I supported creating a participatory budgeting pilot program here in Cleveland, to help direct a portion of our one-time federal stimulus. My Administration brought legislation for the pilot before City Council, which rejected the proposal. I continue to support resident involvement in the civic process and have demonstrated that with several city projects.
This ballot issue is a permanent charter amendment rather than a pilot program. And instead of using federal funds, it will force critical cuts to other parts of the city’s budget. This is very different from the initiative I proposed.
I do not support this initiative because I truly do not believe it is in the best financial interest of Clevelanders but it’s ultimately up to the residents of the City of Cleveland to decide.
What is the People’s Budget amendment?
You can read the entire amendment (six pages) here. These are some highlights:
The amendment would establish the People’s Budget Fund, to be provided by the city on the following schedule:
• First year: $350,000 for “initial administrative costs”
• Second year: An amount equal to 1% of the City’s General Fund
• Third year: 1.5% of the General Fund
• Fourth and each following year: 2% of the General Fund
The General Fund pays for most city services, like police and fire, rec centers and trash pick up. Martin said that half of the 2% could come from the city’s capital budget, which is for investment in infrastructure.
Administrative costs rise to $500,000 in the second year, and by 2% of that amount each year thereafter. This fund covers the salaries of two full-time people (one in the mayor’s office) who will support the People’s Budget Fund steering committee; a $5,000 annual stipend for committee members; and costs associated with engaging citizens, maintaining a web site, and elections on spending proposals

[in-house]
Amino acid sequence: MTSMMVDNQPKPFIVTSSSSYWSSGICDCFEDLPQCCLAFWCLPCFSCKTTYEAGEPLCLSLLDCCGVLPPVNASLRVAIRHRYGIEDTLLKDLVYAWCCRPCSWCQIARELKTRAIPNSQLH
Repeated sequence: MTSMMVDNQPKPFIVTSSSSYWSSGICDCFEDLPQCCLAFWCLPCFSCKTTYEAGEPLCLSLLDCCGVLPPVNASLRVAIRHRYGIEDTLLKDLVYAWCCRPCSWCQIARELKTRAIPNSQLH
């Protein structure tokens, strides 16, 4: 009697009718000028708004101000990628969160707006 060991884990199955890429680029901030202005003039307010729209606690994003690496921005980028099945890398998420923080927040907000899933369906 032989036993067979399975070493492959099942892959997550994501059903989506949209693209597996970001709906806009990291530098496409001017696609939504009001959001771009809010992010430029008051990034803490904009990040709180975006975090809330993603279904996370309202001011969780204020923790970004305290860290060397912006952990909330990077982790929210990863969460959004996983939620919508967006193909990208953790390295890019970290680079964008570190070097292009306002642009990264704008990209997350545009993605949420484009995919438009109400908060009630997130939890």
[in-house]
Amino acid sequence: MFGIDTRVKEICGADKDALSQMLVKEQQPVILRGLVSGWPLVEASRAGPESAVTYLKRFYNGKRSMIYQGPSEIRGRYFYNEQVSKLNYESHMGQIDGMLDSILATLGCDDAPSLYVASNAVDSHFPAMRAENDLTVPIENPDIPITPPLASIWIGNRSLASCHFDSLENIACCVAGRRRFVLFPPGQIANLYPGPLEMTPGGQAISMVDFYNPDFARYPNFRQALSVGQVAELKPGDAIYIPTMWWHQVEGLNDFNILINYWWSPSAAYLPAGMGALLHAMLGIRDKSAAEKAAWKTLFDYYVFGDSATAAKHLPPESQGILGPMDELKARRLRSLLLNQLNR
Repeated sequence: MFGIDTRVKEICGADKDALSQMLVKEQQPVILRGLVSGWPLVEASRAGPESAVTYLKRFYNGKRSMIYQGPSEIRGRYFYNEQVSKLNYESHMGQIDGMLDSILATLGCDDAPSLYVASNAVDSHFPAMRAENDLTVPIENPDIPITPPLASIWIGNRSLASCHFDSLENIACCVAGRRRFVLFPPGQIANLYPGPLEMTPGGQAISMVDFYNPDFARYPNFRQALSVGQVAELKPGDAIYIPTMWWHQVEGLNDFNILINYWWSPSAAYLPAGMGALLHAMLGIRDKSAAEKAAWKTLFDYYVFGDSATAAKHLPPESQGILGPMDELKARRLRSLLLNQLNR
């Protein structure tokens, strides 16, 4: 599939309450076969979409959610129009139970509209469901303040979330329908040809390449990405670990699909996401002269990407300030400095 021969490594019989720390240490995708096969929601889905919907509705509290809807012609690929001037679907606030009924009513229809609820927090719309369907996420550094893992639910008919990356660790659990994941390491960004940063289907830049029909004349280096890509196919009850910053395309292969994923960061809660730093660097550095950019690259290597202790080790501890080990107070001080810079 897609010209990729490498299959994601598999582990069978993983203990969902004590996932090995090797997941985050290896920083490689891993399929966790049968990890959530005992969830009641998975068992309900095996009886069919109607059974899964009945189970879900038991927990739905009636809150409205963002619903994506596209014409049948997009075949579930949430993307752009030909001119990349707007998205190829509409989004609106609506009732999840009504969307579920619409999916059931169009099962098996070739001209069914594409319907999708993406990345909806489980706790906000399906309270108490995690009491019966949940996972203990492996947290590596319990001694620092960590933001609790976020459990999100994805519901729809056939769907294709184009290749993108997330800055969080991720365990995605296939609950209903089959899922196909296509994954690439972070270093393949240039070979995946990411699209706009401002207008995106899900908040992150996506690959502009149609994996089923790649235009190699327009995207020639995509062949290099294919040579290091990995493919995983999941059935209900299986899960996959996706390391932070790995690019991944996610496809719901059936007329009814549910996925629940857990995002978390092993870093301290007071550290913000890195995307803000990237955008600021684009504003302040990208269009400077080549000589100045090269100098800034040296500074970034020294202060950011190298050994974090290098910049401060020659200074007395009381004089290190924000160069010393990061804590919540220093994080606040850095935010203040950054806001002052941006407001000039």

If the amendment passes, the mayor’s office will organize a process through which city residents, age 16 and up, can apply to a position on the 11-member steering committee. From those applicants, the mayor and City Council will choose five each. Both are expected to “appoint residents who represent the diversity of Cleveland regarding age, gender, race, geography, LGBTQ+ status, and socioeconomic status,” and to prioritize people under 30 and members of historically marginalized communities.
The mayor’s office staffer dedicated to the fund will also be a member.
The committee will meet in public at least monthly to oversee the People’s Budget Fund and develop the system for residents to propose and vote on plans to spend the money. The committee also will determine how to allocate funds equitably by neighborhood.
All city residents age 13 and up will be eligible to propose and vote on plans to spend portions of the fund. Proposals can be for new or existing programs or for capital projects such as improvements to public spaces.
Citywide and neighborhood-specific proposals are both eligible for consideration. In the latter case, only residents of the relevant neighborhood would vote on it.
For more information on the PB CLE charter amendment, read this FAQ.
Editor’s note: This article was updated at 2 p.m. to include new information and the mayor’s statement.